Composer search

Search by surname

Detailed search

Repertoire search

Catalogue search

„The word ‚new’ has become old“ – Sofia Gubaidulina in St. Gallen

The club “Kontrapunkt St. Gallen”, forming also the Swiss section of the IGNM (International Society for New Music), gives a series of concerts with contemporary music each year. This year selected chamber music pieces were performed under the title “Encounters with Sofia Gubaidulina”. They were pieces by Ms Gubaidulina as well as by the Austrian composers Bruno Strobel, Peter Ablinger and Günther Zechberger.

Philippe Reichen comments in the Schweizer Tagblatt (30 March 2004):

„(...) There were encounters everywhere, especially between composers and musicians. St. Gallen cellist Gerhard Oetker worked with Ms Gubaidulina in two rehearsal sessions and accounts for a hard, intense work. She has a very clear vision how her work ought to sound. What sha says has to be done which demands a quick understanding from the musician. (…) Sofia Gubaidulina herself made some discoveries in St. Gallen, tremendous ones, as it seems. Already before the concert she complimented the singer Eva Nievergelt on her ability to interpret her (Gubaidulina’s) work perfectly from the very first note. (…) The 14 gallows songs by Sofia Gubaidulina formed the end as well as the climax of the concert series and inspired organizer and composer Bruno Karrer to the assumption that the three day festival was not over yet. (…)”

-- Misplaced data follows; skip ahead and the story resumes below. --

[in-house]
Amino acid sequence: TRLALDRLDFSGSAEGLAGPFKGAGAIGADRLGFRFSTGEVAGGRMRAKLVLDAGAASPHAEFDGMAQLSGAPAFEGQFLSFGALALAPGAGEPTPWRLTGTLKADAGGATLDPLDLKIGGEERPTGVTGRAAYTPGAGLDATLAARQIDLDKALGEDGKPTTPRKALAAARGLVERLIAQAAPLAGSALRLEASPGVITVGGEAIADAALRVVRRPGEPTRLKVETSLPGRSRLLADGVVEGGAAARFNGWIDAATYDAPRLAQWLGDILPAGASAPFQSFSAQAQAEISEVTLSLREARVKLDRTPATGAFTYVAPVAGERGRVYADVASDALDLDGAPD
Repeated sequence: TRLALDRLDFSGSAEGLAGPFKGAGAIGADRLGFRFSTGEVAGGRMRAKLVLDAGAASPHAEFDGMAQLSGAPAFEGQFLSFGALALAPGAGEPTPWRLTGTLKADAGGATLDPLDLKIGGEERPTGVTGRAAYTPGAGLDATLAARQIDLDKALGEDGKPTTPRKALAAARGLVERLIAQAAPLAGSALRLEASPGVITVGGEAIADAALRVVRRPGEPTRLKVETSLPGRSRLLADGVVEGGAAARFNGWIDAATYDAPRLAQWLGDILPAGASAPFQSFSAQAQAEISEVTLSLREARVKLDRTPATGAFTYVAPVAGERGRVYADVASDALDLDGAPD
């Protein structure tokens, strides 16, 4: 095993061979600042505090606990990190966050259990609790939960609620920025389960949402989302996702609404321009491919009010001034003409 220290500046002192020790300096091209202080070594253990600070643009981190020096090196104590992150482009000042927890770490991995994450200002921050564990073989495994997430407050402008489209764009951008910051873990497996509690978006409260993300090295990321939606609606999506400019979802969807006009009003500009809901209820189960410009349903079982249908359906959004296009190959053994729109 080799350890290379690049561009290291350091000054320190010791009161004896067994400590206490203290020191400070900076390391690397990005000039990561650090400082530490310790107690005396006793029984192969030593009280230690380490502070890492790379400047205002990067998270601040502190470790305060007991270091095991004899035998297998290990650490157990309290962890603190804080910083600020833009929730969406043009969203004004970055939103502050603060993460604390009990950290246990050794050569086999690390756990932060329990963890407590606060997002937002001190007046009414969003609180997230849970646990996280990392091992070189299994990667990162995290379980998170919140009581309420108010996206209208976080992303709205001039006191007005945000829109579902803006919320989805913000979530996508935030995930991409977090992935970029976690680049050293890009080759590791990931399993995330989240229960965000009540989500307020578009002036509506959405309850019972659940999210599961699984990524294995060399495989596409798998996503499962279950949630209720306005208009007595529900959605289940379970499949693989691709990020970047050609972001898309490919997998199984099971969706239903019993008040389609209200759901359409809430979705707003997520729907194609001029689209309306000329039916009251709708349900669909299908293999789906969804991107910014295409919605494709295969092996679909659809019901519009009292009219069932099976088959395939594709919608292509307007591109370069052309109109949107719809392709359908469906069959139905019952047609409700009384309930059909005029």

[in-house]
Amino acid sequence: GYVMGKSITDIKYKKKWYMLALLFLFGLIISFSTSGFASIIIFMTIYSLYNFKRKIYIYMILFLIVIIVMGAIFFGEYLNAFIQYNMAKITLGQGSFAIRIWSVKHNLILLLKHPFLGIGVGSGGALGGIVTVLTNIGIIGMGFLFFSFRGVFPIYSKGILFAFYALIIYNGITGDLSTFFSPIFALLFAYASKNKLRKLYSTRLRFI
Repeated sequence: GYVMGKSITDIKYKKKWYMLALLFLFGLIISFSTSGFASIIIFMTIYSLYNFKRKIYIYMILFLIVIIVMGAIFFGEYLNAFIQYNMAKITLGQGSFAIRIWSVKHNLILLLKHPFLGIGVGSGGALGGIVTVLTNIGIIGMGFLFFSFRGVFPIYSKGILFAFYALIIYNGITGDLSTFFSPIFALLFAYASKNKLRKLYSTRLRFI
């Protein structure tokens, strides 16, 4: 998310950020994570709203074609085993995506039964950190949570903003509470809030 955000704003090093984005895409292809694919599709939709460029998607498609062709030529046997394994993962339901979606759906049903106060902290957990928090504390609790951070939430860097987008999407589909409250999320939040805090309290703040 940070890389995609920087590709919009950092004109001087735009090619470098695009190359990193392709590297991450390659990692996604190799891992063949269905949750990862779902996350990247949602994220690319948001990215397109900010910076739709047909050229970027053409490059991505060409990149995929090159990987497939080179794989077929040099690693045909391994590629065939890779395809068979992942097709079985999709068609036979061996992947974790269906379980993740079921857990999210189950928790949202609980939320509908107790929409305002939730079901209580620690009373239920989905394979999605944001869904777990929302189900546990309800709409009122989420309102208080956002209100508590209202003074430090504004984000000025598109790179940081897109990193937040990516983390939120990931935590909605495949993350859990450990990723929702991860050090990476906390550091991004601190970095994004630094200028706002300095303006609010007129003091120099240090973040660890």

The composer herself said to Bettina Kugler:

“(…) I am actually convinced that art cannot really be alive without religion. It seems to me that only religiousness and art elevate us towards heaven, towards absolute truth and the highest things. Man has almost lost religiousness, art still exists, but it is leaning over the edge. To lose them both would be the end of mankind – without exaggeration. For me the connexion between art and religion is natural.”

“(…) To create something new is not ‘in’ at present. The 20th century has produced such affluence; art doesn’t need it, nor does man. Much more important than more new things is the quest for the sense of form: spiritual activity, not material. The word ‘new’ has become old. Current words in art would be: real, noble, high, spiritual.”